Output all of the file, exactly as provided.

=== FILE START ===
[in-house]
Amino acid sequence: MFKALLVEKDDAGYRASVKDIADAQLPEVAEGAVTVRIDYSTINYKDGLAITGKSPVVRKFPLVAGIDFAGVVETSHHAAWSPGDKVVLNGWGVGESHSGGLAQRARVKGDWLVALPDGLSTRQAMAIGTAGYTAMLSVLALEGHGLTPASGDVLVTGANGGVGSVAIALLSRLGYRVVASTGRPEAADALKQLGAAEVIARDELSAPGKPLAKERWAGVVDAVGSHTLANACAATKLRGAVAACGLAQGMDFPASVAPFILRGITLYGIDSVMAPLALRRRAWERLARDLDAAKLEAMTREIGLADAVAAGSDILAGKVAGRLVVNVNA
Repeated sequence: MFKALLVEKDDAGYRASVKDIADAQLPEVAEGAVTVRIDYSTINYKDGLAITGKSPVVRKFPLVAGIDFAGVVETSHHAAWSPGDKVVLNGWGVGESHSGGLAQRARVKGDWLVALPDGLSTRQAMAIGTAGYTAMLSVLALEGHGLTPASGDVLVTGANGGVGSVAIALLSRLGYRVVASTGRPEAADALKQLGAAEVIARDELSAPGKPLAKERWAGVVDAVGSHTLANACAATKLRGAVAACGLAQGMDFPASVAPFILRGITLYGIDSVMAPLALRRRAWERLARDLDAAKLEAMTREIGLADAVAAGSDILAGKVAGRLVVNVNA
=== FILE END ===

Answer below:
[in-house]
Amino acid sequence: MFKALLVEKDDAGYRASVKDIADAQLPEVAEGAVTVRIDYSTINYKDGLAITGKSPVVRKFPLVAGIDFAGVVETSHHAAWSPGDKVVLNGWGVGESHSGGLAQRARVKGDWLVALPDGLSTRQAMAIGTAGYTAMLSVLALEGHGLTPASGDVLVTGANGGVGSVAIALLSRLGYRVVASTGRPEAADALKQLGAAEVIARDELSAPGKPLAKERWAGVVDAVGSHTLANACAATKLRGAVAACGLAQGMDFPASVAPFILRGITLYGIDSVMAPLALRRRAWERLARDLDAAKLEAMTREIGLADAVAAGSDILAGKVAGRLVVNVNA
Repeated sequence: MFKALLVEKDDAGYRASVKDIADAQLPEVAEGAVTVRIDYSTINYKDGLAITGKSPVVRKFPLVAGIDFAGVVETSHHAAWSPGDKVVLNGWGVGESHSGGLAQRARVKGDWLVALPDGLSTRQAMAIGTAGYTAMLSVLALEGHGLTPASGDVLVTGANGGVGSVAIALLSRLGYRVVASTGRPEAADALKQLGAAEVIARDELSAPGKPLAKERWAGVVDAVGSHTLANACAATKLRGAVAACGLAQGMDFPASVAPFILRGITLYGIDSVMAPLALRRRAWERLARDLDAAKLEAMTREIGLADAVAAGSDILAGKVAGRLVVNVNA